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Lesson 8 - Finishing an Object-Oriented Diary In JavaScript

In the previous lesson, Improving the Object-Oriented Diary In JavaScript, we added a few more features to our object-oriented diary in JavaScript. Today, we're going to continue in a similar way and complete the application.

Changing the done Property Of the Entries

The last button we're missing is the button to accomplish the task.

Parametrization

Because the button to make the task done will look and work very much like the delete button, we won't add duplicate code to our application unnecessarily, but we'll rather modify the existing one. Let's create a helper method to insert a task button:

_addButton(title, callback) {
    const button = document.createElement("button");
    button.onclick = callback;
    button.innerText = title;
    this.printElement.appendChild(button);
}

The _addButton() method does exactly what we did to add the delete button. However, the button's title and handler method are set from a parameter, so we can use the method to insert different buttons with different titles and handlers.

We can replace all the code for the remove button in the printEntries() method with the following one:

this._addButton("Delete", () => {
    if (confirm("Are you sure you want to remove the task?")) {
        this.entries = this.entries.filter(e => e !== entry); // Keep everything not equal to the entry variable
        this.saveEntries();
        this.printEntries();
    }
});

We created the helper method intentionally now and not before adding the first button. It was to show how to handle a situation when you need to put some very similar code to your application. You move the existing code to an auxiliary method and parameterize it. Redundant code violates the DRY principle, one of the most important rules for high-quality object design.

Private Methods

Note that the method name starts with an underscore. Auxiliary methods that no one should call on our class from the outside should be ideally hidden. Unfortunately, JavaScript currently doesn't allow to encapsulate methods easily. In the course, we'll show that it's possible, but only using hacks, which will make the code confusing. Marking private properties and methods with an underscore is a quite good habit and it's used in other languages that don't support access modifiers as well.

In order for our code to be really well written, we'll mark the _setEvents() method with an underscore as well. It's also just an auxiliary functionality that shouldn't be called from the outside.

_setEvents() {
    // ...
}

Remember to rename the method call in the constructor:

constructor(language = "en-US") {
    // ...
    this._setEvents();
}

The Button To Make the Entry Done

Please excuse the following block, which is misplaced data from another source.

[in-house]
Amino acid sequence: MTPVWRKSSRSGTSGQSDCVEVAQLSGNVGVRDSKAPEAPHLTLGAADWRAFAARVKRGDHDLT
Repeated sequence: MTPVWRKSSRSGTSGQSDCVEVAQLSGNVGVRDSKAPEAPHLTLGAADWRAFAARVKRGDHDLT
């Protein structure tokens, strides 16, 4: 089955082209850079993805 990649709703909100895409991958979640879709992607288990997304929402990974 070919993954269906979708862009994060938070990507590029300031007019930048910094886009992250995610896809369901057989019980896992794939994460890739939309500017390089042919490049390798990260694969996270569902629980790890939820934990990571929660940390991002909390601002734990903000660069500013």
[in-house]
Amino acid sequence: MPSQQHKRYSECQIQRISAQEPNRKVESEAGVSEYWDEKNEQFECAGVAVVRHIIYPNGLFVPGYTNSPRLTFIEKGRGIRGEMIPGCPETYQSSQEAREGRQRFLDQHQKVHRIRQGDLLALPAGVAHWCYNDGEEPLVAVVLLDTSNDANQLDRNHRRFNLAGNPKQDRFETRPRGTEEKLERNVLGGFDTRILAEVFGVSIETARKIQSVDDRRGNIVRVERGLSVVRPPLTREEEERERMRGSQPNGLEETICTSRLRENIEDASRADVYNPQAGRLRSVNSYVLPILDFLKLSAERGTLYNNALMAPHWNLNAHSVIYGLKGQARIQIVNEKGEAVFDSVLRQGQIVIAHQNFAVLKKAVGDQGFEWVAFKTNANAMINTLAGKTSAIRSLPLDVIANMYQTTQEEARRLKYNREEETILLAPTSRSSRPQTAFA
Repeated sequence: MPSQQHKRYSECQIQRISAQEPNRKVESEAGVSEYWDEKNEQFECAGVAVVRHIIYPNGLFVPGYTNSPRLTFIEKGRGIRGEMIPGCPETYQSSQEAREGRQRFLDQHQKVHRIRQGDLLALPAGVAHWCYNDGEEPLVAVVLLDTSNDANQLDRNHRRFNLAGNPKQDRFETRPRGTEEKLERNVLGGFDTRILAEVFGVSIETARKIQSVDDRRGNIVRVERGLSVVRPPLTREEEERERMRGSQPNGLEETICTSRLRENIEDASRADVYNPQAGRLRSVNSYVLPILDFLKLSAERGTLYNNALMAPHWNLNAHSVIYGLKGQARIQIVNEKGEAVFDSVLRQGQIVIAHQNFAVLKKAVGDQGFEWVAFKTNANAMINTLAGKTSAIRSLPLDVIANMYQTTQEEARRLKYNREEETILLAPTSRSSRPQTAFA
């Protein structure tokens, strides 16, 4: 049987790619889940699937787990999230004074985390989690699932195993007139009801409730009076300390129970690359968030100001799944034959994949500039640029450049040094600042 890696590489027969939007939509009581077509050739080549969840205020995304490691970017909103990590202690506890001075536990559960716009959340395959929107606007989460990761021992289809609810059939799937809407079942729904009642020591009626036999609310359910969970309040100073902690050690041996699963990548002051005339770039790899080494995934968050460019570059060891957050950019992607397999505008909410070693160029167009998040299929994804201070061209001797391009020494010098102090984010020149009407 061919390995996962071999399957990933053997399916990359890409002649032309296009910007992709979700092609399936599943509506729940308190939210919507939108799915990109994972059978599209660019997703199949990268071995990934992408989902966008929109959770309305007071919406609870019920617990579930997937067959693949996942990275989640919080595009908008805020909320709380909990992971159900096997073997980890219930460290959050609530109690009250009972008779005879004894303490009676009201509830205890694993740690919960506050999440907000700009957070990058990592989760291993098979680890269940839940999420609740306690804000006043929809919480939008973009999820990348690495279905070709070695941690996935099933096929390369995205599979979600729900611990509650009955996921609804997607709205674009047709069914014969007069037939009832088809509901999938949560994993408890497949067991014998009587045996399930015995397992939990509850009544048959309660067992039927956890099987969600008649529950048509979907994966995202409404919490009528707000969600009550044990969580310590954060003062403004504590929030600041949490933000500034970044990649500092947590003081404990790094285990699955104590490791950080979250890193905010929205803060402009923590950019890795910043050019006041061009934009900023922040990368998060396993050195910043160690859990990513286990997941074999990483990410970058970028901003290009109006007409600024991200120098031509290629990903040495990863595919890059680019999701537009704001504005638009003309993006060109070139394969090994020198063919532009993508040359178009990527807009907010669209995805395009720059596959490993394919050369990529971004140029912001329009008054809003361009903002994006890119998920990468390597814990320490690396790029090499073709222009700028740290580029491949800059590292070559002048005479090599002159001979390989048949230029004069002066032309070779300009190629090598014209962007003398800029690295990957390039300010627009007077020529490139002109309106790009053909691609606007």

After a small detour, let's go back to the new button. We'll add it using the prepared _addButton() method:

this._addButton("Mark as " + (entry.done ? "done" : "not done"), () => {
    entry.done = !entry.done;
    this.saveEntries();
    this.printEntries();
});

You can try the result :)

Sanitizing User Inputs

So we have a fully-functional diary using localStorage. All we are missing is to sanitize user inputs, because if the user doesn't enter a date, it will be listed as "Invalid Date". So we'll modify the _setEvents() method and make a simple validation there. Because <input type ="date"> returns an empty string as the value if the date is not provided, it's not difficult to alert the user about this problem:

_setEvents() {
    this.confirmButton.onclick = () => { // this now stays this
        if (this.dateInput.value !== "") {
            const entry = new Entry(this.nameInput.value, this.dateInput.value);
            this.entries.push(entry);
            this.saveEntries();
            this.printEntries();
        } else
            alert("You must fill in the date!");
    };
}

So, if the date isn't entered correctly, we notify the user using the alert() function to enter it correctly, otherwise we save the new entry.

Design

Now there's just some design left, which we can go through quickly while editing the JS only a little. We'll create a css/ folder and a new style.css file in the project. It's contents will be as follows:

* {
    font-family: Segoe UI Light, "Calibri Light", sans-serif;
}

button {
    padding: 10px 16px;
    font-weight: 600;
    background: #2792e0;
    color: #fff;
    border: none;
    cursor: pointer;
    transition: .5s;
}

button:hover {
    background: #2954c2;
}

button:active {
    background: #204199;
}

input {
    min-width: 250px;
    padding: 8px;
    border: 1px solid #909090;
    height: 20px;
}

button, input {
    margin-top: 1rem;
    outline: none;
}

.task {
    width: 75%;
    padding: 2rem;
    margin: 1rem auto;
    border: 1px solid #c5c5c5;
    box-shadow: 2px 2px 4px #b1b1b1;
}

We'll link the style in index.html:

<link href="css/style.css" rel="stylesheet">

And now we can easily adjust how each entry is printed:

this.printElement.innerHTML += `<h4>${entry.name}</h4>
    <br>task ${!entry.done ? "not " : ""}done`;
    // ...
this.printElement.innerHtml = `<div class="task">` + this.printElement.innerHtml  + `</div>`;

The result:

Your page
localhost

And it's done! :) So we have a pretty looking diary that stores data and can be used in real life :) If you havd any problem with anything, you can download the complete source code below and find your error.

Next time, in the lesson Inheritance And Polymorphism In JavaScript, we'll move further and look at inheritance and polymorphism.


 

 

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